Editor's note: An updated flu story is available at http://www.aappublications.org/news/2018/02/09/flu020918.
The number of children dying from flu this season continues to rise, now reaching 53, according to the Centers for Disease Control and Prevention (CDC).
“Right now, one of the biggest health threats we are facing is influenza,” CDC Acting Director Anne Schuchat, M.D ., said Friday. “Flu is incredibly complex and difficult to predict, and this season is a somber reminder of why flu is one of the world’s greatest public health challenges.”
Young children are especially vulnerable to flu complications. Sixteen pediatric deaths were reported during the week ending Jan. 27, according to new CDC data. During a regular season, pediatric flu deaths have ranged from 37 to 171 and spiked to 358 during the 2009 pandemic.
About 20% of children who died this season had been vaccinated, and roughly half did not have an underlying condition, according to the CDC. Signs of a potentially serious case include high fever, shortness of breath, rapid heartbeat, significant tiredness or confusion, and feeling better then getting worse.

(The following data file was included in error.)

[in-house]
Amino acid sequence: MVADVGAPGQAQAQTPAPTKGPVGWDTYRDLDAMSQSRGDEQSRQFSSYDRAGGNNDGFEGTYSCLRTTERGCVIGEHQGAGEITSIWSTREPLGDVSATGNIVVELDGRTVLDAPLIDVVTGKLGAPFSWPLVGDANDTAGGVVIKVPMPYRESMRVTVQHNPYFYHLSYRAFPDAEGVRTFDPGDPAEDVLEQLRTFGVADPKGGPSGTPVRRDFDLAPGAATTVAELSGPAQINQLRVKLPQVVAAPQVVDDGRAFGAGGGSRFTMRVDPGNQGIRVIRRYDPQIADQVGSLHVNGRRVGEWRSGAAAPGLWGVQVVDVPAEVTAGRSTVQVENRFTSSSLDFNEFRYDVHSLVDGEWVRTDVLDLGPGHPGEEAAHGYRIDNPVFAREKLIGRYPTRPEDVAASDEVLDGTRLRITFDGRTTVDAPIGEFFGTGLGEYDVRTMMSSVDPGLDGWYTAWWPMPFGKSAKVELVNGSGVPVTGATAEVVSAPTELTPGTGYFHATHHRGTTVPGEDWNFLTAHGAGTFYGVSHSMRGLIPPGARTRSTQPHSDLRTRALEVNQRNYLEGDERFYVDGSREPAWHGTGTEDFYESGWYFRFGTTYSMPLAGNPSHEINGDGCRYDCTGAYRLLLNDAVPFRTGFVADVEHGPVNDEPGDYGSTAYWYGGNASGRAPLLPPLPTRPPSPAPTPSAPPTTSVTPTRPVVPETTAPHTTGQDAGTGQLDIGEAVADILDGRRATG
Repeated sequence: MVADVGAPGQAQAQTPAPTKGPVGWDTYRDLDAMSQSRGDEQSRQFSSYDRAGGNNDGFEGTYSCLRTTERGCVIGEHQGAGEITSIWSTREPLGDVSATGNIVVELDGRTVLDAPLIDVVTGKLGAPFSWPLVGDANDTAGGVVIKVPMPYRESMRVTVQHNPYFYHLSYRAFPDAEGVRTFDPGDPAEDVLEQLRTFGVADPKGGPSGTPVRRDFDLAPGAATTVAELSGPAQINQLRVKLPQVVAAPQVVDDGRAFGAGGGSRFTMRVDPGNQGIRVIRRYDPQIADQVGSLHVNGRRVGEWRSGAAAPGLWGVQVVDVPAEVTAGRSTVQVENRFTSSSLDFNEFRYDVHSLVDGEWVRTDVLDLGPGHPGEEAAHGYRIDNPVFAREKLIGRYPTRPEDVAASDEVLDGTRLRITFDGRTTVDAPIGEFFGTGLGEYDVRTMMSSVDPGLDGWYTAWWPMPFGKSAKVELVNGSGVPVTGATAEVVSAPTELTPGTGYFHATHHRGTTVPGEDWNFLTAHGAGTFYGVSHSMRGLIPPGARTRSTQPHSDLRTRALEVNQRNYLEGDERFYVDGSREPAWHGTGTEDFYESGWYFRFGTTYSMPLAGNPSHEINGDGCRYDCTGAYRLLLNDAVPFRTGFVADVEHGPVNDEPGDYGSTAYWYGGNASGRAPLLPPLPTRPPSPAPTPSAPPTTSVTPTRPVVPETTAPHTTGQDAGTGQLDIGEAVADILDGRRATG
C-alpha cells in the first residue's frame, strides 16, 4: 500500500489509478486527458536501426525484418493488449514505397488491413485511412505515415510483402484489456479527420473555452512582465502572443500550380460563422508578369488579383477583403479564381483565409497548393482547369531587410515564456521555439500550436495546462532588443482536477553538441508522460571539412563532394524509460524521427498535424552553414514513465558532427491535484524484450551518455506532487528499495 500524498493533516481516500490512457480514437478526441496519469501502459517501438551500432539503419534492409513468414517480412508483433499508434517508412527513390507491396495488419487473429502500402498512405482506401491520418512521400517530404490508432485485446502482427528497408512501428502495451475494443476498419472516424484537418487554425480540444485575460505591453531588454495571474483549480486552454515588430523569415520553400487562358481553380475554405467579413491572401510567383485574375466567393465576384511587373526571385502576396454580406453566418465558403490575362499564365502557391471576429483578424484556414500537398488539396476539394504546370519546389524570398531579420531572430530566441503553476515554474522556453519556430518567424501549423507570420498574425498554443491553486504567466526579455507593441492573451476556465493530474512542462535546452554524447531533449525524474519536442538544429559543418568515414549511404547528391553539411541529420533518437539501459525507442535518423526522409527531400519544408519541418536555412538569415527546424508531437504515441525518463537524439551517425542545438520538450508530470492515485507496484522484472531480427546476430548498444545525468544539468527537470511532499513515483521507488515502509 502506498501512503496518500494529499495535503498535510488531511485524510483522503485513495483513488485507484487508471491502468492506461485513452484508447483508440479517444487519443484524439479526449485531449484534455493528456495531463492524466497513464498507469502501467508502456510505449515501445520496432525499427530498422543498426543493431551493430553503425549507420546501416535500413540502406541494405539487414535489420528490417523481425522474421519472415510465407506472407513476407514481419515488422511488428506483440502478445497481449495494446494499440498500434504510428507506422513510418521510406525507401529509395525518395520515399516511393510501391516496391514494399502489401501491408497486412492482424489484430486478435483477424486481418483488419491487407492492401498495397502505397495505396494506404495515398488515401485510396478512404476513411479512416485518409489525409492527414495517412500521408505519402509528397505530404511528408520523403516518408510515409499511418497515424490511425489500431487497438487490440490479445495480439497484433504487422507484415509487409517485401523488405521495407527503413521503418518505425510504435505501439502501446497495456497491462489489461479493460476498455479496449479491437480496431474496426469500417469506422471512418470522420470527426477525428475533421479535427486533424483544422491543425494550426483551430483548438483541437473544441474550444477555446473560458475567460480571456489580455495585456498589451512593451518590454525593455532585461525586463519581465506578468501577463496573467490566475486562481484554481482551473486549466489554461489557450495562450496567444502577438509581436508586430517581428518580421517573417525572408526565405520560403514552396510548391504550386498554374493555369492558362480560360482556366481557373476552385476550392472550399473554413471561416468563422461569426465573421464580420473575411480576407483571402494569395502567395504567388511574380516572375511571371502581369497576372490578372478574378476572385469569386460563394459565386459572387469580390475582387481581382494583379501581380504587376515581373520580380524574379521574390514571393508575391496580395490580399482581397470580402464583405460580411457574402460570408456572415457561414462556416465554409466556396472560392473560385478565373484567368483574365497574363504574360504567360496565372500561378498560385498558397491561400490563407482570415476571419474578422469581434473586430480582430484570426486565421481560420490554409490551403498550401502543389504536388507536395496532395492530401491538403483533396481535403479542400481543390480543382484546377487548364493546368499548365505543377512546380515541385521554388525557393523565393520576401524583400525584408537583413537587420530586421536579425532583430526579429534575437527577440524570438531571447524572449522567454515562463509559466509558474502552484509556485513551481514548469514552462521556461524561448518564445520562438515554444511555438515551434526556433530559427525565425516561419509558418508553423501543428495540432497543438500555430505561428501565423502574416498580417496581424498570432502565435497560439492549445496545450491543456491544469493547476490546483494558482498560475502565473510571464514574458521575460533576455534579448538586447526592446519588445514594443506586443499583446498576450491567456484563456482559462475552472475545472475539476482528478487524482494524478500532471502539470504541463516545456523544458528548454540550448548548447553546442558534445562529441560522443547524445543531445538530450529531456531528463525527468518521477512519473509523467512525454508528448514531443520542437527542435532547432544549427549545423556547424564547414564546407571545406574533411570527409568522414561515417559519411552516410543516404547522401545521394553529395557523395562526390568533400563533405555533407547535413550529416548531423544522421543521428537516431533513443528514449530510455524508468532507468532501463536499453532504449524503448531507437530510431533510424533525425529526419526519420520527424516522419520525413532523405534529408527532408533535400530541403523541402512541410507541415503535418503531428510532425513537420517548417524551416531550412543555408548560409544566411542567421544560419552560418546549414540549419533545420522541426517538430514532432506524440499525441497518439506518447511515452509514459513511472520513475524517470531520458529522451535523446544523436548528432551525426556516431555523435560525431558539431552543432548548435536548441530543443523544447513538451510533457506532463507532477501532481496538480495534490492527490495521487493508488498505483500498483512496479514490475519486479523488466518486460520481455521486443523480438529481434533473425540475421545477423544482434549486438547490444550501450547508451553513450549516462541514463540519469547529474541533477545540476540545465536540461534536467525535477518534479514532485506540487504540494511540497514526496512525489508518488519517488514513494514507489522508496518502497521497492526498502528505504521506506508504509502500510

Across all ages, flu-related activity rose to 7.1% of outpatient visits in clinics and emergency department visits in the most recent week, up from 6.6% the week before. It is the third highest rate in the past 15 years, CDC officials said. In addition, hospitalizations rose to 51.4 per 100,000 population, the highest since tracking started in 2010.
Dr. Schuchat stressed it is not too late to get a flu shot this season as it can help protect from severe illness. However, the effectiveness of the vaccine has been called into question repeatedly this season. Researchers in Canada recently found vaccine effectiveness against H3N2 strains to be 17%, following a study in Australia that found effectiveness of 10% against such strains.
Dr. Schuchat said she expects effectiveness for H3N2 to be “in the same range” as Canada. The CDC will release preliminary effectiveness estimates for the U.S. in a few weeks.
“We have been expecting low effectiveness against the H3N2 strains, but it’s too soon in the season to be sure how things will all end up because we are seeing increases in H1N1 and B components where the vaccine effectiveness is often higher,” she said.
She also addressed recent news reports of severe side effects of antiviral drugs and said a great deal of research has been done on risks and benefits.
“The fears about very severe side effects of antivirals to my knowledge haven’t really held up in robust examination, so we think at this point for people at risk of severe problems of influenza, particularly when the treatment can begin relatively soon, that antivirals are recommended,” she said.
Shortages of antiviral medications have been reported in some areas, but manufacturers have said they have enough product overall.